. No nation
could withhold response indefinitely to an unrelenting siege of its civilian population.
We can only hope that one day soon Gazans will wake up and realize that, as long as a terrorist group remains in power, they have chosen a dead-end strategy.
American Israel Public Affairs Committee
AIPAC urges Congress and the Administration to stand firmly with Israel as it strives to defend itself against a renewed assault by Hamas terrorists.
Zionist Organization of America
Palestinian civilian casualties are the clear result of Hamas deliberate policy of placing its personnel
in civilian areas.
We urge others who are concerned about civilian loss of life to condemn Hamas for this war crime as well, without which any expression of concern for civilians can have no meaning.
Israels attack on Hamas represents the most fundamental right and responsibility of any government to protect its people.
No government could act differently in the face of such challenges.
At the same time, despite the placement of Hamas of its terrorist infrastructure in the heart of its own civilian population, another violation of international law, Israel took great care to avoid civilian casualties.
While this mornings air strikes by Israeli Defense Forces in Gaza can be understood and even justified in the wake of recent rocket attacks, we believe that real friends of Israel recognize that escalating the conflict will prove counterproductive, igniting further anger in the region and damaging long-term prospects for peace and stability. Respecting Israels right to defend itself, we urge leaders there to recognize that there is no military solution to what is fundamentally a political conflict between the Israeli and Palestinian peoples. Todays IDF strikes will deepen the cycle of violence in the region.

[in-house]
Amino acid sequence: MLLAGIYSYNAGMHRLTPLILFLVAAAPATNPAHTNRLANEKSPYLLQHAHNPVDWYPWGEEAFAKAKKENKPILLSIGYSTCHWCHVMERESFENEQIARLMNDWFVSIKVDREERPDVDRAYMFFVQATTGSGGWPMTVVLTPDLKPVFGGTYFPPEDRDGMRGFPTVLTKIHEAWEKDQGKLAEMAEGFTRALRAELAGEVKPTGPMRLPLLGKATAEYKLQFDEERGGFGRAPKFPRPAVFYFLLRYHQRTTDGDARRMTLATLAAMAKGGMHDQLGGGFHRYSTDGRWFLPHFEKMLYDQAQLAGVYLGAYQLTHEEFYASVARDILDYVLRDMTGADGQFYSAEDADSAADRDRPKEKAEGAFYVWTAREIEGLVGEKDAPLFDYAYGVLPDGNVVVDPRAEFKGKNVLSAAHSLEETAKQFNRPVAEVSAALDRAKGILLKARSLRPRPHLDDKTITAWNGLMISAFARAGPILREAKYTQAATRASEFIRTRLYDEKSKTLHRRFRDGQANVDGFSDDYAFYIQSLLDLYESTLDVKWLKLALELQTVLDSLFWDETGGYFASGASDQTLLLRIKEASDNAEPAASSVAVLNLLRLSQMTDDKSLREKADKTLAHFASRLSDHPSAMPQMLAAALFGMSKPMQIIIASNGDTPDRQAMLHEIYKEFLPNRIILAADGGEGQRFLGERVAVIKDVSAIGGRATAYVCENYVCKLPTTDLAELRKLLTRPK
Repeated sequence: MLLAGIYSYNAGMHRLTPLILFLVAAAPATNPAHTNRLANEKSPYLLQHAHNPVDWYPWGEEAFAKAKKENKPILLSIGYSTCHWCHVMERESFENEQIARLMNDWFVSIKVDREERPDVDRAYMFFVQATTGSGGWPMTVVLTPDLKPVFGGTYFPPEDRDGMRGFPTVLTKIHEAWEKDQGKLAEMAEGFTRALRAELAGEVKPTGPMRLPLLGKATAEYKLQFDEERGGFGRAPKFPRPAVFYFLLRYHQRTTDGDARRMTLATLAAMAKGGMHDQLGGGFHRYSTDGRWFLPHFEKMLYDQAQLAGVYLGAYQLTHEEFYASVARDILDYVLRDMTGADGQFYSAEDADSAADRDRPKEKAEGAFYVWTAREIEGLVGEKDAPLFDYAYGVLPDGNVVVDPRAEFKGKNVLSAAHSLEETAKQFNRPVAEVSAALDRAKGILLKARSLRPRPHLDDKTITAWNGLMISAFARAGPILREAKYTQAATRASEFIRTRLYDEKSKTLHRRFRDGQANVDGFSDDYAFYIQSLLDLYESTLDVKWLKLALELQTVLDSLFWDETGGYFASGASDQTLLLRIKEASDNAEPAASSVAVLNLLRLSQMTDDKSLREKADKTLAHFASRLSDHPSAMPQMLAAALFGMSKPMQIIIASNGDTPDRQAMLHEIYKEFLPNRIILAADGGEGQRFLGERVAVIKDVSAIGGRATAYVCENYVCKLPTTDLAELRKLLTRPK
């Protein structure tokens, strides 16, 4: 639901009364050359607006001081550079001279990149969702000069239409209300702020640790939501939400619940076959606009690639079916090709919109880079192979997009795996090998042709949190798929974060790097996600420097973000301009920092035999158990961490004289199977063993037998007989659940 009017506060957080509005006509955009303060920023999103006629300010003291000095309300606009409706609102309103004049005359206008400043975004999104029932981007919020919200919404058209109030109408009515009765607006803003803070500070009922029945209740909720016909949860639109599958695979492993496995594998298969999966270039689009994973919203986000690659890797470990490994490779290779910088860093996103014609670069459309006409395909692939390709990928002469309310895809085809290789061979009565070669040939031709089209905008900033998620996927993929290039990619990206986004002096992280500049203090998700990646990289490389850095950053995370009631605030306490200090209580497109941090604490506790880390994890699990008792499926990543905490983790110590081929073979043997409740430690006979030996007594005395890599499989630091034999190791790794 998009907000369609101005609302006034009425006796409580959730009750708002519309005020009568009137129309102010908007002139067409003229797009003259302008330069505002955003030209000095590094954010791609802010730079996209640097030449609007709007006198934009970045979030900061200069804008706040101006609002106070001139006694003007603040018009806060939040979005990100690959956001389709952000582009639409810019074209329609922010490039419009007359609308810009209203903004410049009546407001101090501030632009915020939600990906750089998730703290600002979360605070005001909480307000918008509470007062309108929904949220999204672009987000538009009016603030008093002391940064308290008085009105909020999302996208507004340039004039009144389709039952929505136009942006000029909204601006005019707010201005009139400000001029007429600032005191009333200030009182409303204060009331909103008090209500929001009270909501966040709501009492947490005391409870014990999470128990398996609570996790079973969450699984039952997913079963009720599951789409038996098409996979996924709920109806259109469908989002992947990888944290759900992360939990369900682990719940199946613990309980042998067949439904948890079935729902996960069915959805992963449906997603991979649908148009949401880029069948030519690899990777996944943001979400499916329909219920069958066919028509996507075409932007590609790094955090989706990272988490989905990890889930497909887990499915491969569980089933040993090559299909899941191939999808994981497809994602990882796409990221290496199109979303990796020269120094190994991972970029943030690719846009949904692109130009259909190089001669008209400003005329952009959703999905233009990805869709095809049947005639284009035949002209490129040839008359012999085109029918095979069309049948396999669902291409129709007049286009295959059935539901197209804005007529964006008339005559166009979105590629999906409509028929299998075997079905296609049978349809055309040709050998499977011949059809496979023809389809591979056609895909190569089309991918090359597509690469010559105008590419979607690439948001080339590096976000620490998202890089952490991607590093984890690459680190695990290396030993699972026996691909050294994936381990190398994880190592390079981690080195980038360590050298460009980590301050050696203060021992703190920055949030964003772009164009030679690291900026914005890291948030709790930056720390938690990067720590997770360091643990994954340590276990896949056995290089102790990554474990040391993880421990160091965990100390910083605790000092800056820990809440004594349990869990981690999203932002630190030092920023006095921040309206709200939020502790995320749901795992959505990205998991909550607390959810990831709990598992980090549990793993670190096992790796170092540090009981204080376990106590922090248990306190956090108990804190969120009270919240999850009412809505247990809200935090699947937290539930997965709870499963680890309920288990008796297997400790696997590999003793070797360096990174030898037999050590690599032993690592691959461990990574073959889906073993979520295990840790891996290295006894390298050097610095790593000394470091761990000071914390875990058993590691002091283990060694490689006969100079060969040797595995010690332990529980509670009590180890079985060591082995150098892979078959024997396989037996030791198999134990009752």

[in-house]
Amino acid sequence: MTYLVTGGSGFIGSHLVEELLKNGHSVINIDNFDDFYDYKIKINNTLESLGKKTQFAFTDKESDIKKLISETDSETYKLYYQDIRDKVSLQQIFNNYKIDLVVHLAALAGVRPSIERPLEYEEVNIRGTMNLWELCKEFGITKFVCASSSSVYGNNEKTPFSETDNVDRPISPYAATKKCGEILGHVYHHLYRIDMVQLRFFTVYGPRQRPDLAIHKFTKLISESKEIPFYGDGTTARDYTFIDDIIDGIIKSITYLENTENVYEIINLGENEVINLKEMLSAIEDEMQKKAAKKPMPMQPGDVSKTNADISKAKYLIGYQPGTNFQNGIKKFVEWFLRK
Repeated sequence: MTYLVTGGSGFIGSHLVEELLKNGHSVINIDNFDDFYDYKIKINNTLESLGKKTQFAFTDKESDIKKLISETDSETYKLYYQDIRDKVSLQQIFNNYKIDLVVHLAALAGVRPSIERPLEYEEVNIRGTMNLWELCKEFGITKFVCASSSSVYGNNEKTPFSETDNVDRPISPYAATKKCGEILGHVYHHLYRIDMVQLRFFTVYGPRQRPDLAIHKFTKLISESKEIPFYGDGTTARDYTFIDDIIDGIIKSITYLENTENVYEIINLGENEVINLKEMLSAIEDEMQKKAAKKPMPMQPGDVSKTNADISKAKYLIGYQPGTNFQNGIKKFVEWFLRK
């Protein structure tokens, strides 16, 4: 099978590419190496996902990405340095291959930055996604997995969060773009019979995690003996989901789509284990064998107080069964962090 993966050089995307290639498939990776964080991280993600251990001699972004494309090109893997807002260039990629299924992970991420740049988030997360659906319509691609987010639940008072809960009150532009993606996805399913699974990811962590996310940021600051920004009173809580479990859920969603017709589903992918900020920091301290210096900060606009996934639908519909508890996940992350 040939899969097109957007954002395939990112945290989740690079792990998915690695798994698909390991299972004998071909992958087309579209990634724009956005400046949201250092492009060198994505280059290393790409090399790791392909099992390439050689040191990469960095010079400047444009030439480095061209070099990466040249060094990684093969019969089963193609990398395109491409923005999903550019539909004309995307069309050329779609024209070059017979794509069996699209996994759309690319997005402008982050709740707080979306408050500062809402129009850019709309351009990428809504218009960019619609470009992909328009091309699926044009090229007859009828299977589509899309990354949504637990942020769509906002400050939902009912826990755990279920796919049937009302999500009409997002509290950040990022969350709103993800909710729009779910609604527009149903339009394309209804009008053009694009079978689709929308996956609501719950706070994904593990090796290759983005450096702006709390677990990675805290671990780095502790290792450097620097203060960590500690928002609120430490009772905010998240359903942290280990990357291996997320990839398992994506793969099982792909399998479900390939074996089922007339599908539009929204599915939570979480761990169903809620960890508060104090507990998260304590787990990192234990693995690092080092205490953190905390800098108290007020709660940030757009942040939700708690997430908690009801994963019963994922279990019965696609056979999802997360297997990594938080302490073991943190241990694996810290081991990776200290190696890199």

Americans for Peace Now
APN mourns the loss of life and the suffering on both sides
[calls] on the government of Israel to ends its military operation in the Gaza Strip
strongly denounces the firing of rockets and mortar rounds from Gaza into Israel
[and] expresses deep concern over the deteriorating humanitarian conditions in Gaza.
Brit Tzedek vShalom
Though some Israeli action is an understandable response to continued rocket fire from Hamas, and the idea of contained surgical strikes may be compelling, these airstrikes represent a huge escalation of the conflict a crisis that may end in a wider war in which many more Palestinians will and Israelis will die in the weeks to come. The now familiar sequence of escalating mutual hostility, invasion, and withdrawal without security arrangements has never worked
. Israels only hope for survival as a secure and democratic Jewish homeland lies in a diplomatic rather than military solution, and in a negotiated peace with the Palestinians.
Israel Policy Forum
The human cost of this escalation is intolerable and the missile attacks on Israel must end.
IPF therefore calls on the United States to push for an international effort to bring about an immediate Hamas-Israel truce, negotiated by intermediaries.